Billy in the Darbies is a poem that serves as the end to the novella Billy Budd by Herman Melville. While a beautiful poem in of itself, to understand it fully a bit of context is in order. The story of Billy Budd took themes present in Moby Dick and distilled, concentrated them. Melville uses the main character of his story to inquire about the inherant quality of man, and to illustrate the true disparities in human nature in contrast to the Transcendental notions of the time that stressed every person's internal goodness. Billy Budd, an extremely innocent sailor with an ignorance of evil compared to that of Adam's before The Fall, is impressed into a man-of-war of the British navy. His handsome appearance and charming, genuine personality make him a favorite of everyone on the boat, a peacemaker, but the depraved and mentally compromised Master-at-Arms, Claggart, is only filled with hate for the young man. Through Claggart's trickery, the captain is eventually forced to execute Billy Budd for a capital crime.

The sailors, witness to Billy's dramatic death by hanging, are so impressed not only by the unjust way in which he was killed, but also the dignity and stubbornly persistent goodwill with which he goes to his death, that they elevate him to the status of a Christ-figure. The place of his execution is sanctified and the sailors develop superstitions about his spirit. Not so much a martyr as a savior, Melville helps to reinforce this final image by using not only detailed descriptions appealing to the logical faculties, but also this final poem written from Billy's perspective by a sailor comrade after his death to convince the emotions as well. It is a memorable and highly-skilled ending to a classic of English literature.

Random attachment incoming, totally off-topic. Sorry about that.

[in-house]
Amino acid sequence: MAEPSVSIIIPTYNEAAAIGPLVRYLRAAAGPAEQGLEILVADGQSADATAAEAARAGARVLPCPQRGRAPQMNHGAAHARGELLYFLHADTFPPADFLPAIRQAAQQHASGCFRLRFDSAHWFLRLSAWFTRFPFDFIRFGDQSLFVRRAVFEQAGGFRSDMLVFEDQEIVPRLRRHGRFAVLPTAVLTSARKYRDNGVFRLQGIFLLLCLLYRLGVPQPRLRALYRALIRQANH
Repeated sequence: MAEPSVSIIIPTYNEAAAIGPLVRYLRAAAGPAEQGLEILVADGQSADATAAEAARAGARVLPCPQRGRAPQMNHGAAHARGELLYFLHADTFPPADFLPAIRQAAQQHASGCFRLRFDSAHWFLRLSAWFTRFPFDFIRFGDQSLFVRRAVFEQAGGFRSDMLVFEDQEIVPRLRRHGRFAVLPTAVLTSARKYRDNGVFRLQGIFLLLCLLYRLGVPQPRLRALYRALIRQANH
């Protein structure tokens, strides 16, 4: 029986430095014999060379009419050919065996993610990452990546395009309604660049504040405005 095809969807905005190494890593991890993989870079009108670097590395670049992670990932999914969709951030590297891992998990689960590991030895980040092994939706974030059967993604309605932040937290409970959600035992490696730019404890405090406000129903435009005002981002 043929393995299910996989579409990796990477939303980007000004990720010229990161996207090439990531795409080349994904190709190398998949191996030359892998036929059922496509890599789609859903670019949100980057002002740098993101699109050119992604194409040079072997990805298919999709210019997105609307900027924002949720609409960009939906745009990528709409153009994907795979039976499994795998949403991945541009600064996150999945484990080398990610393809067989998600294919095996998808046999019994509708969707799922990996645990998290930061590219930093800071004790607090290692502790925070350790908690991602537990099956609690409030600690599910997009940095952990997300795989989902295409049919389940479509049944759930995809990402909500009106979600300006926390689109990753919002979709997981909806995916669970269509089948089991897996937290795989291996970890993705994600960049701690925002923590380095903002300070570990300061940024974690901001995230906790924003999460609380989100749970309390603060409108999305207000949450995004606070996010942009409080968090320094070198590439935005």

Billy in the Darbies

Good of the Chaplain to enter Lone Bay
And down on his marrow-bones here and pray
For the likes just o' me, Billy Budd.--But look:
Through the port comes the moonshine astray!
It tips the guard's cutlas and silvers this nook;
But 'twill die in the dawning of Billy's last day.
A jewel-block they'll make of me tomorrow,
Pendant pearl from the yard-arm-end
Like the ear-drop I gave to Bristol Molly--
O, 'tis me, not the sentence they'll suspend.
Ay, Ay, all is up; and I must up too
Early in the morning, aloft from alow.
On an empty stomache, now, never it would do.
They'll give me a nibble--bit o' biscuit ere I go.
Sure, a messmate will reach me the last parting cup;
But, turning heads away from the hoist and the belay,
Heaven knows who will have the running of me up!
No pipe to those halyards.--But aren't it all sham?
A blur's in my eyes; it is dreaming that I am.
A hatchet to my hawser? all adrift to go?
The drum roll to grog, and Billy never know?
But Donald he has promised to stand by the plank;
So I'll shake a friendly hand ere I sink.
But--no! It is dead then I'll be, come to think.--
I remember Taff the Welshman when he sank.
And his cheek it was like the budding pink.
But me they'll lash me in hammock, drop me deep.
Fathoms down, fathoms down, how I'll dream fast asleep.
I feel it stealing now. Sentry, are you there?
Just ease this darbies at the wrist,
And roll me over fair,
I am sleepy, and the oozy weeds about me twist.

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